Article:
Karen Women’s Organization (KWO) | July 8, 2015
The Karen Women’s Organization (“KWO”) collected information regarding continuing serious human rights abuses perpetrated by the Burma Army in all seven districts in Karen State from January to June 2015. Our data demonstrates that the Burma Army has taken advantage of the preliminary ceasefire to continue to commit serious human rights abuses, perpetrate direct attacks on civilians and expand its presence in Karen State. These deliberate human rights violations run the gamut from the use of banned land mines, unprovoked air strikes, indiscriminate civilian attacks causing death and grievous injury, appropriation of property and forced labor. Over this time period, KWO found that the Burma Army mobilized more troops in the area, reinforced its military compounds and increased persecution of local villagers.
No Access to Justice for Villagers
These human rights abuses continue to be committed against civilians with complete impunity, with no means to access justice and punish perpetrators for villagers. In fact, the Burma government, despite its official rhetoric, continues to punish those who peacefully protest against human rights abuses. One such victim is Naw Ohn Hla who has been repeatedly sentenced under the Peaceful Assembly and Peaceful Procession Law, and faces additional charges in three more districts, for her peaceful protests against government abuses and undemocratic policies, such as Daw Aung San Suu Kyi’s years of house arrest. The Burma Army continues to commit heinous crimes because it is clear that there is no avenue for justice available to local residents.
The impact of these continuing human rights abuses on local villagers cannot be overstated. Villagers legitimately fear for their lives and safety from these serious and indiscriminate attacks. It is clear, therefore, that the preliminary ceasefire has not reduced the militarization of local areas in Karen State. On the contrary, the Burma Army has used the preliminary ceasefire and their official rhetoric regarding respect for citizens’ rights as a smokescreen to hide continued human rights abuses throughout Karen State and impunity for perpetrators.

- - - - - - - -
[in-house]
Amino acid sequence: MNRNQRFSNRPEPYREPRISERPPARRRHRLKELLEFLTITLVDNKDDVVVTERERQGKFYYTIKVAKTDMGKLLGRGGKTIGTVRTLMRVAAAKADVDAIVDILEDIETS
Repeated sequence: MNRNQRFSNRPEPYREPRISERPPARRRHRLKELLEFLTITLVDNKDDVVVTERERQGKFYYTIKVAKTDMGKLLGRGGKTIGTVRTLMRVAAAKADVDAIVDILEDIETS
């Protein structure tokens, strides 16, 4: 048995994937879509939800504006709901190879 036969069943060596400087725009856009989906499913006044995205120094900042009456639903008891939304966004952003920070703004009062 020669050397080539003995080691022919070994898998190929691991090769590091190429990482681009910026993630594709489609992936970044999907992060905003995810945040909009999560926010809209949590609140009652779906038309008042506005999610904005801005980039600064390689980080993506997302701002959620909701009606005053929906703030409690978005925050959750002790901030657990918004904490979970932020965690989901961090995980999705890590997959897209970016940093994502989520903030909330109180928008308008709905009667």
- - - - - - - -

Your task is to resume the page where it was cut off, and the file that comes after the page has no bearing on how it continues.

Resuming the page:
Detailed Summary of Attacks
The violent and indiscriminate attacks from January to June 2015 include shooting civilians, laying land mines, resulting at times in serious injury and death. KWO received detailed reports about these indiscriminate attacks and human rights violations from both Mutraw and Taw Oo, with the situation in Mutraw being particularly grave. In Taw Oo district the Burma Army forcibly recruited soldiers, forced villagers to work for them and dropped artillery shells from military aircraft flying over civilian areas. In Mutraw, KWO received reports that the local battalions shot and killed villagers and practiced shooting large artillery near villages. Villagers
who got arrested by the BA soldiers were tortured; they were kicked, strangled, beaten with a gun and had hot water poured into their mouths. The Burma Army has repeatedly arrested, abused and shot at villagers in Mutraw but across all districts, arbitrary arrests of villagers have continued.
Moreover, the Burma Army has infringed on the basic human rights of villagers to freedom of movement and expression. The Burma Army has unilaterally instituted curfews, prohibiting villagers from travelling freely. The laying of new landmines, which result in indiscriminate death or injury, restricts villagers’ ability to travel. Heavy restrictions and prohibitions have been placed on activities of community-based organizations operating in that area, with threats of violence for non-compliance. These threats have been made directly to village heads.
Despite official commitments to eliminate the use of forced labour, our data indicates that at the local level the practice continues unabated. Villagers have been forced, by threats of violence (including shooting of guns), to join the Burma Army, build military camps and serve as porters and labourers for the Burma Army. This directly contradicts the Burma government’s national action plan to end forced labour by 2015 and contravenes legislation making forced labour a crime, with penalties for breaches, under the Penal Code.
The Burma Army has also deliberately destroyed and expropriated property, including by looting villagers’ domestic property and livestock. In one instance, 60 homes were destroyed without provocation, leaving scores of villagers homeless. The Burma Army soldiers have confiscated villagers’ land to build temples and stupas, using religion for political and military purposes.
These violations continue against the backdrop of a troubling increase in the presence of the Burma Army in Karen State. Military facilities are being built, enhanced and made more permanent, often through the use of forced village labor and expropriated materials. The Burma Army is also increasing in terms of absolute numbers, with more personnel being assigned to the area.